The game of golf is simple. Get the ball into the hole in as few strokes as possible. Around 70% of your shots will be from inside 200 yards. So it is safe to say you should be practicing ball striking, chipping, pitching, and putting if you want to lower your scores. But what happens when most of your approach shots are over 185 yards. Well, you will have to be a damn good ball striker if you want a chance at low scores.
Over the past few years hitting the ball further has become a huge topic, with the revitalization of long drive competitions and PGA professionals putting an emphasis on swinging faster, this has brought a whole new market of swing aids. What if I told you this is the last thing you should be investing in?
While strength training is not new to professional golf, the typical amateur does not put an emphasis on this aspect of their game. Most amateurs will go play a round or two a week and maybe hit balls on the range. So why do pros take this part of their game so seriously?
The pros know that strength training will help improve their club head speed, ball speed, and ability to play. They also know with the single side dominance of the golf swing they are using some muscles more than others. They use strength training to balance out the amount of rotation that they do daily.
Having a good training program in place for the amateur, in my opinion, is much more important than a professional. The program should focus on overall health and wellness since they are not being paid to play the game. This will have a larger carry over to your life outside of golf.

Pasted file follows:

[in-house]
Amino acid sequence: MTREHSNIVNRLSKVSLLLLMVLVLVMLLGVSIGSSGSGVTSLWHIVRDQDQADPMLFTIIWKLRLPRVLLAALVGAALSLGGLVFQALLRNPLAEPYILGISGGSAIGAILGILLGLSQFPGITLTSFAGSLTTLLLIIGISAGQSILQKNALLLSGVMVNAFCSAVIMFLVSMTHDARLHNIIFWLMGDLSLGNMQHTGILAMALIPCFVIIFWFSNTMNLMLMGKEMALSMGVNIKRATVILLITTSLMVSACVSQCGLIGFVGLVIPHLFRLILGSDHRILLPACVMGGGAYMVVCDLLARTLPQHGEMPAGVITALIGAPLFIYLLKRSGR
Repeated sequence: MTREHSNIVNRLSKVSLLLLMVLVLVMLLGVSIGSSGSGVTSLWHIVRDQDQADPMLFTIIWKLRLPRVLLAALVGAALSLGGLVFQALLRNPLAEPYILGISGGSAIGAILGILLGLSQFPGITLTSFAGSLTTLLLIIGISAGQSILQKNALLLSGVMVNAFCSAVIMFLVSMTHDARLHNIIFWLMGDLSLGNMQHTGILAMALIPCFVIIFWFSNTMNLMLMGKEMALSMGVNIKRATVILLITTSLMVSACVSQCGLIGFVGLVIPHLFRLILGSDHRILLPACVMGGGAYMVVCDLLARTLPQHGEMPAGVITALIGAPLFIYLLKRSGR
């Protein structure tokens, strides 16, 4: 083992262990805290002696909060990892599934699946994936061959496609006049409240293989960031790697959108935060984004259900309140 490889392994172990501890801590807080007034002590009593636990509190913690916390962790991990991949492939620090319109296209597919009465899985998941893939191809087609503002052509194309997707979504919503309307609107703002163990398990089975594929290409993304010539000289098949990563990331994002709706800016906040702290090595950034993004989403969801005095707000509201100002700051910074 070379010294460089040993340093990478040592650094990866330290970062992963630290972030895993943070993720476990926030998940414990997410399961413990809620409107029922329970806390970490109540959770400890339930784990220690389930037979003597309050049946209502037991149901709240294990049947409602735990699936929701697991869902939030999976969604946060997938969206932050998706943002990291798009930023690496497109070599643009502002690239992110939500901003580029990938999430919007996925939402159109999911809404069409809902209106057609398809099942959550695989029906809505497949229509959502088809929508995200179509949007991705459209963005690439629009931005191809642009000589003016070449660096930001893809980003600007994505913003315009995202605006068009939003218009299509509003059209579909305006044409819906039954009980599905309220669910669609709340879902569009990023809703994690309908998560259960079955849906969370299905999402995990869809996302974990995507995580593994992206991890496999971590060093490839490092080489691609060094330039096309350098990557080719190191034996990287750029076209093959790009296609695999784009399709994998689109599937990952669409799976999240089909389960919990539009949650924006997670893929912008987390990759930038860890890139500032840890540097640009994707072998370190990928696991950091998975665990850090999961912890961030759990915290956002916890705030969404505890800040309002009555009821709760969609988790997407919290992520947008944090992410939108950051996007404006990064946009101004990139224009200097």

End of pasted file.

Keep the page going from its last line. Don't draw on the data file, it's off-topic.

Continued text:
Hopefully, you are somewhat convinced of strength training for golf by now. You may be asking what I should be doing to strength train.
There are basic movement patterns that you should always cover in a training program, which patterns you favor will change to be more golf specific but the principles are the same.
The basic patterns:
-Squat: Front Squat, back squat, goblet squat
-Hinge: Deadlift, goodmorning, kettlebell swing
-Push: Push up, strict press, push press
-Pull: ring row, pull up, bent over row
-Lunge: reverse lunge, rearfoot elevated split squat
-Carry: Farmers carry, waiters carry, zercher carry
-Core: side planks, palloff press, med ball throws
Golf specific training should favor lunging, carrying, and hinging, while also adding rotation and anti-rotation core work in. The reason I think hinging should be implemented more than a squat is that we can create the same amount if not more force i.e. weight lifted, it also takes away the compressive loads from having a barbell on your back.
In order to increase distance and speed, we have to generate the highest amount of force possible while staying balanced. The deadlift and variations are the best way to do this. I am a huge proponent of the trap bar deadlift because unlike the traditional barbell deadlift, the trap bar allows you to stay centered over your feet. This allows us to feel the balance in our feet, this awareness can transfer over to your golf swing.
What should a golf fitness program look like?
The program should have a balance of strength training and mobility training through out the week. An example of this could look like this:
Monday: strength training- Hinge, push, pull, rotation core
Tuesday: Mobility training
Wednesday: Strength Training- Rotational Power, squat, Lunge
Thursday: Mobility Training
Friday: Strength Training- push, hinge, pull, squat, anti-rotation core
Saturday & Sunday- Rest
This is just an example structure of a golf fitness program. Each fitness program will be different for every person, the exercise selection, rep schemes, volume, and intensity will need to vary depending on their current capabilities.
If you do not know what to do for training or how to assess your current capabilities, get a hold of a fitness coach or TPI certified coach to get you on the right path. If you ever have questions or need help finding someone to help you leave a comment or shoot KCR an email.